Your essential guide to sailing jargon

written by Justin Meneguzzi September 20, 2017
Your essential guide to knot tying and sailing jargon.

One of the beauties of sailing is that it can look so simple. Clipping across the open waters on a sailing adventure, sun on your face, wind in your hair, the weathered pages of that copy of Moby Dick gently turning in the sea breeze… It looks effortless, carefree, and – well – like plain sailing.

But just like ballet, horse riding or cooking a soufflé, there’s a lot of technique and training that goes into seafaring. How do you tell your port side from your starboard? What does it really mean if the captain likes the cut of your jib? How do you tie a cleat hitch?

If you’re just starting to cut your teeth on life at sea, here’s your essential guide to sailing that every beginner should know.

Getting to know the boat

Boat, catamaran, canoe or dinghy, the same international terms apply to every part of the vessel. These are the big ones to remember:

Port and Starboard
Looking forward to the front of the boat, your Port side refers to anything to the left of the boat. By contrast, Starboard refers to anything to the right. These terms may take a little while to get used to, but they were created to help sailors understand instructions no matter which direction they were facing on the boat.

Bow and Stern
The bow refers to the front of the boat while the stern is the rear. Try and think of the boat as being split in two, anything in the front half of the boat can be referred to as ‘forward’ and anything in the second half is called ‘aft’ or ‘astern’.

The helm is where you’ll find the skipper steering the boat. On larger boats, the helm is usually located higher up on deck, making it a good place to hang out if you’re feeling seasick (Link: /adventures/five-ways-to-stop-seasickness).

Hopefully you’ll never see the keel of a boat while you’re on board. That’s because it’s a long, heavy fin found under the bottom of the boat. It sticks into the water and gives the boat stability. This out-of-sight and underappreciated invention is the reason modern boats are very difficult to capsize.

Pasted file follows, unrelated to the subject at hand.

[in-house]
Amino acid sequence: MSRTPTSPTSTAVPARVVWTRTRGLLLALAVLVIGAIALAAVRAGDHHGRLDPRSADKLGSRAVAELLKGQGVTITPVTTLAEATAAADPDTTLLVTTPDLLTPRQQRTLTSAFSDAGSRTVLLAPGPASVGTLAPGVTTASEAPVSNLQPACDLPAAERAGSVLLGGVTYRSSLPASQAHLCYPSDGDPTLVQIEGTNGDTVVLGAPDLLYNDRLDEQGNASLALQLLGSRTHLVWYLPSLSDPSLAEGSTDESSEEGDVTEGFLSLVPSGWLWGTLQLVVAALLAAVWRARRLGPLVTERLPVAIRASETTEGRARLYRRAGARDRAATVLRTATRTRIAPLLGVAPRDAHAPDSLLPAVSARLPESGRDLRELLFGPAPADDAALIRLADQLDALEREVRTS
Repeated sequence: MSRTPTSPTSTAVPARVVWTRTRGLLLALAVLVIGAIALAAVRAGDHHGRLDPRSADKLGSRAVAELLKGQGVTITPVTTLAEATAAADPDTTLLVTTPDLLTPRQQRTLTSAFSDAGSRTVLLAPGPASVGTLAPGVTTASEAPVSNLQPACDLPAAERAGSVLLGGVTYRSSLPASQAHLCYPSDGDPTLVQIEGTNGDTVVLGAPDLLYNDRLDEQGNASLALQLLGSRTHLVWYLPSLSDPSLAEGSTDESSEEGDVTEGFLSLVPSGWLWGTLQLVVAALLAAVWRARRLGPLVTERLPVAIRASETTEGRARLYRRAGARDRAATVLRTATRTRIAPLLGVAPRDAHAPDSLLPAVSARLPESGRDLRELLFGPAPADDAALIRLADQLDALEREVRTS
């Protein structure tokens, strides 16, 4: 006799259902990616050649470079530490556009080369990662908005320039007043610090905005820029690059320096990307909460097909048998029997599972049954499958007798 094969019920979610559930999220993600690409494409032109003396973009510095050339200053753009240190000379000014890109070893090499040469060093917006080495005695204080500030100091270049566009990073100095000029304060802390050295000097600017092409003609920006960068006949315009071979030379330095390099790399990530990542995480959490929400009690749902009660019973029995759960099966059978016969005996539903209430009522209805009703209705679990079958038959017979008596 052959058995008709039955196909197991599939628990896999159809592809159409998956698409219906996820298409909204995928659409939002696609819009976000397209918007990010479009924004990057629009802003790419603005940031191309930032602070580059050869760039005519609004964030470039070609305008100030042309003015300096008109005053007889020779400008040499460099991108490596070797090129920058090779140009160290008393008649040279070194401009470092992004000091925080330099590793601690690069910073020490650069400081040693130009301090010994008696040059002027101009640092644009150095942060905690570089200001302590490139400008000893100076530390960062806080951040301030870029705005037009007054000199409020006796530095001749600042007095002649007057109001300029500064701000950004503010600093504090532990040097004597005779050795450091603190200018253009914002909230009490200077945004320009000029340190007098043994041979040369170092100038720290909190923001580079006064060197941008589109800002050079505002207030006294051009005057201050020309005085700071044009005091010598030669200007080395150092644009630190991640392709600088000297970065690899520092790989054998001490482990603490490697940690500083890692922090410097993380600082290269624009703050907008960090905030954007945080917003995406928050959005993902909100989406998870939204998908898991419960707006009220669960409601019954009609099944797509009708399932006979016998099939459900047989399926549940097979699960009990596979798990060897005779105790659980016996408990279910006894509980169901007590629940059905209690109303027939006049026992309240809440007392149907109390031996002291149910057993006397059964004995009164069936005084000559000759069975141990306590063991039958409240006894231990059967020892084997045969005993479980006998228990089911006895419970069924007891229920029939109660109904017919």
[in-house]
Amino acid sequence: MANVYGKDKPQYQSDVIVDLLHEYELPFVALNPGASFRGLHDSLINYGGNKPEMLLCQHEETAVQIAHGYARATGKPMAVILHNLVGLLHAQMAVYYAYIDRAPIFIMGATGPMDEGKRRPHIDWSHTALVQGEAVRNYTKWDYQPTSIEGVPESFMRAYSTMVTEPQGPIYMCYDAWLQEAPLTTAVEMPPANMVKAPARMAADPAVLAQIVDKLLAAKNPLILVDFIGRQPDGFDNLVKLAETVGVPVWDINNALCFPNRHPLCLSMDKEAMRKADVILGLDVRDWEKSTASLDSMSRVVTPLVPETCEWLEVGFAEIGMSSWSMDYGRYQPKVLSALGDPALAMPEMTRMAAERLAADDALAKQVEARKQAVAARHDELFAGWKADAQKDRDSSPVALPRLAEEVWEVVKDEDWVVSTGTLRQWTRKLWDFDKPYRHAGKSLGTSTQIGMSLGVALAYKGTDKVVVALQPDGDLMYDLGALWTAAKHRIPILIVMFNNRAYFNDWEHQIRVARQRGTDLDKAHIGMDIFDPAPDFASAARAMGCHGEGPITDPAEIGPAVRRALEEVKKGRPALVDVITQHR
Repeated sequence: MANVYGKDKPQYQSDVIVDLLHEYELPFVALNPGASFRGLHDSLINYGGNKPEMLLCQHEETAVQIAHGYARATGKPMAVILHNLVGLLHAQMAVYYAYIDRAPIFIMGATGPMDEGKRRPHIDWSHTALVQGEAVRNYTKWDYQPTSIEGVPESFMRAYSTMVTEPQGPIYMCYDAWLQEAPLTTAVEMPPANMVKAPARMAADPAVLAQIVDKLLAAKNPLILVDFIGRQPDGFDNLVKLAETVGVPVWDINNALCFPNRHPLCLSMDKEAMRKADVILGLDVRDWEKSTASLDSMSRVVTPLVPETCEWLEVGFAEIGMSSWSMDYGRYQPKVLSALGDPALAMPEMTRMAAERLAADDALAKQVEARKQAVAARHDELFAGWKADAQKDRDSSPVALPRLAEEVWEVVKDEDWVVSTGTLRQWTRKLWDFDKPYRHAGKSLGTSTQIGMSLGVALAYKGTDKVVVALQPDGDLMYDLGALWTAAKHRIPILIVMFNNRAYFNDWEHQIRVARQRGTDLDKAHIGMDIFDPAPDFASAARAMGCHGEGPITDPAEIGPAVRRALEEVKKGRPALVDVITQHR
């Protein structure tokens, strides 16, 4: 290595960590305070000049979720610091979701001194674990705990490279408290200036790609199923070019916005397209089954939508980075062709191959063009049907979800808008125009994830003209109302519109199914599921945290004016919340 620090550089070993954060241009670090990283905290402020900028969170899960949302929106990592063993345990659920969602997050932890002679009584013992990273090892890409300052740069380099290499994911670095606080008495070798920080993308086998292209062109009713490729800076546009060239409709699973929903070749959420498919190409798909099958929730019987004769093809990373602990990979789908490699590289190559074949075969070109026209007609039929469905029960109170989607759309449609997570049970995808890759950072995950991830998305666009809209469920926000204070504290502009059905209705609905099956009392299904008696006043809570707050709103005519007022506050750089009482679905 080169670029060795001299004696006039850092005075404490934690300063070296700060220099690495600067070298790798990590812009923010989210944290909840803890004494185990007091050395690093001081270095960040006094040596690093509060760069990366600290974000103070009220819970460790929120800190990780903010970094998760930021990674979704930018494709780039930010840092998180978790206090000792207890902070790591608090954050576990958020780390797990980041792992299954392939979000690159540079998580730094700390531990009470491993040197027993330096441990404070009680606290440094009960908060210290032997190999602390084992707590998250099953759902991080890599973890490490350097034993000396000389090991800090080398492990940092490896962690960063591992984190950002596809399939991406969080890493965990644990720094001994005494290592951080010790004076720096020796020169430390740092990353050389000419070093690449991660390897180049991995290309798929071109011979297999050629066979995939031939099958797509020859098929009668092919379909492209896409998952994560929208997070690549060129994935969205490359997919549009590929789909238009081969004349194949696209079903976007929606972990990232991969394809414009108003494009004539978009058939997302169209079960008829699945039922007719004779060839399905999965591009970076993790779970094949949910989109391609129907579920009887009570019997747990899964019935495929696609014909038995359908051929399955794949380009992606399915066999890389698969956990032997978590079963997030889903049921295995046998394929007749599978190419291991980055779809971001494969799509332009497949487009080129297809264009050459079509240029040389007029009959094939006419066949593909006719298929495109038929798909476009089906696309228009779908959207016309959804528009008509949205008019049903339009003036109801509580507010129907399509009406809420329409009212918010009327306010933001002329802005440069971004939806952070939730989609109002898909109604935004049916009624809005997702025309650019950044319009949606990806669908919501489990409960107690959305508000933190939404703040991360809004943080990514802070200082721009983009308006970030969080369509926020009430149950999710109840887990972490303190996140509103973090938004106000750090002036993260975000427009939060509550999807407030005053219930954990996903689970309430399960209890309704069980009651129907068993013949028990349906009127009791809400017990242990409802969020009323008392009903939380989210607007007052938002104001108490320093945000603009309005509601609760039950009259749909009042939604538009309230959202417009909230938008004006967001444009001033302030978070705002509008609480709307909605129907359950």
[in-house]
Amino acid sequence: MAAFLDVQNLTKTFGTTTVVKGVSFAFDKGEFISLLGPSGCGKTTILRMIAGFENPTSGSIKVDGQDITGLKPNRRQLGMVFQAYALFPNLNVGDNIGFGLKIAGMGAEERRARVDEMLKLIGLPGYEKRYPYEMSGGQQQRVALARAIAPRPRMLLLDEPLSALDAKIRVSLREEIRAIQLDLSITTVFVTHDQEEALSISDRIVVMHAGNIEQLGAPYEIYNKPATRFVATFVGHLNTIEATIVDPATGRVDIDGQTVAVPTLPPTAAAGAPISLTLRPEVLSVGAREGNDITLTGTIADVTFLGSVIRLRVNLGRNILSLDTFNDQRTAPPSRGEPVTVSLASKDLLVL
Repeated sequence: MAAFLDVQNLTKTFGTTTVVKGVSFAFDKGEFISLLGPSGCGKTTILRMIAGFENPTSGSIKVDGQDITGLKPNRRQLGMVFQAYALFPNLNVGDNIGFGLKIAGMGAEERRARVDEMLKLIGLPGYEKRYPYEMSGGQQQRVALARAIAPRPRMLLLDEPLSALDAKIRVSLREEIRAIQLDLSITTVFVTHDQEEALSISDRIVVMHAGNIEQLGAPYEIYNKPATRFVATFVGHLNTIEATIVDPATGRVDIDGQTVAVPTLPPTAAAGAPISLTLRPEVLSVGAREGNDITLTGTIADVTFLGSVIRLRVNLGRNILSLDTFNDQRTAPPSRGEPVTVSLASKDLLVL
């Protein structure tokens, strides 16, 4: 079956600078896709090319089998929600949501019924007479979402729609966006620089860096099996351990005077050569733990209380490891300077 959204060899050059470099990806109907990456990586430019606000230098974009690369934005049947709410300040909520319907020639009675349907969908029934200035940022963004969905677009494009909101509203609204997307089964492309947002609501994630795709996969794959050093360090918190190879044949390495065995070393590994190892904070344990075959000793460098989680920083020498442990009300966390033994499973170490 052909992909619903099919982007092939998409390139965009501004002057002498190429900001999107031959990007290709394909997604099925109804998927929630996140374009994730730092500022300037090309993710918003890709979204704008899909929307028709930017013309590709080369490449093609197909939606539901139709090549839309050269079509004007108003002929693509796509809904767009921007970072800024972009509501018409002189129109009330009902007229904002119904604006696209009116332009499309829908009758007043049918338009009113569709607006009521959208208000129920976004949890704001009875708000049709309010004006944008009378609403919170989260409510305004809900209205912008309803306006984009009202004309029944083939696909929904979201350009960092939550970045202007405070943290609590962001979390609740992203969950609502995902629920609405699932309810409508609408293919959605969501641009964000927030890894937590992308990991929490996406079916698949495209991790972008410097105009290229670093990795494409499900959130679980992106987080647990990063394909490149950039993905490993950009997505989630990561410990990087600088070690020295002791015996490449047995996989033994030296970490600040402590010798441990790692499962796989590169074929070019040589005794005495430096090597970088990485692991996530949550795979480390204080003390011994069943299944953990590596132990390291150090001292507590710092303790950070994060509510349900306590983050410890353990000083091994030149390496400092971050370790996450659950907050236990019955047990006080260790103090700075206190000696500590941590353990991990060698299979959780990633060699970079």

Essential boat terminology

A deck plan of Intrepid’s catamarans.

The word tack can be used in two different ways. The first is as a verb, meaning to change the direction of the boat’s bow through the wind. The second is as a noun, referring to the boat’s course and bearings, relative to wind direction (usually done by referencing the port and starboard sides of the boat). For instance, if the wind is blowing over your starboard side, you’re on a starboard tack.

If a tack is leading the front of your boat through wind, then a jibe is leading with your behind – that is, changing the direction of the boat’s stern through the wind. Choosing to change direction using the bow or stern comes down to circumstances, such as direction of the wind, what’s around the boat and so on.

When you’re at sea, you refer to the boat’s (many) ropes as lines. Try to be mindful of where you walk on deck so you don’t accidentally trip on them.


Cleats are the silver handles sticking up from the deck around the boat. They’re actually used to tie cleat knots (see below) and secure lines from the boat to the harbour.

The largest and most important sail on any boat is called the Mainsail. It’s the big triangular wedge of sheeting you’ll find just after the boat’s mast. The mainsail is weighed down with a thick, heavy pole at its base called a boom. Historically, the boom has also been referred to as the ‘widow maker’, due to the number of sailors killed by the mainsail pivoting in the wind and knocking people on the noggin (and often overboard), so remember to watch your head.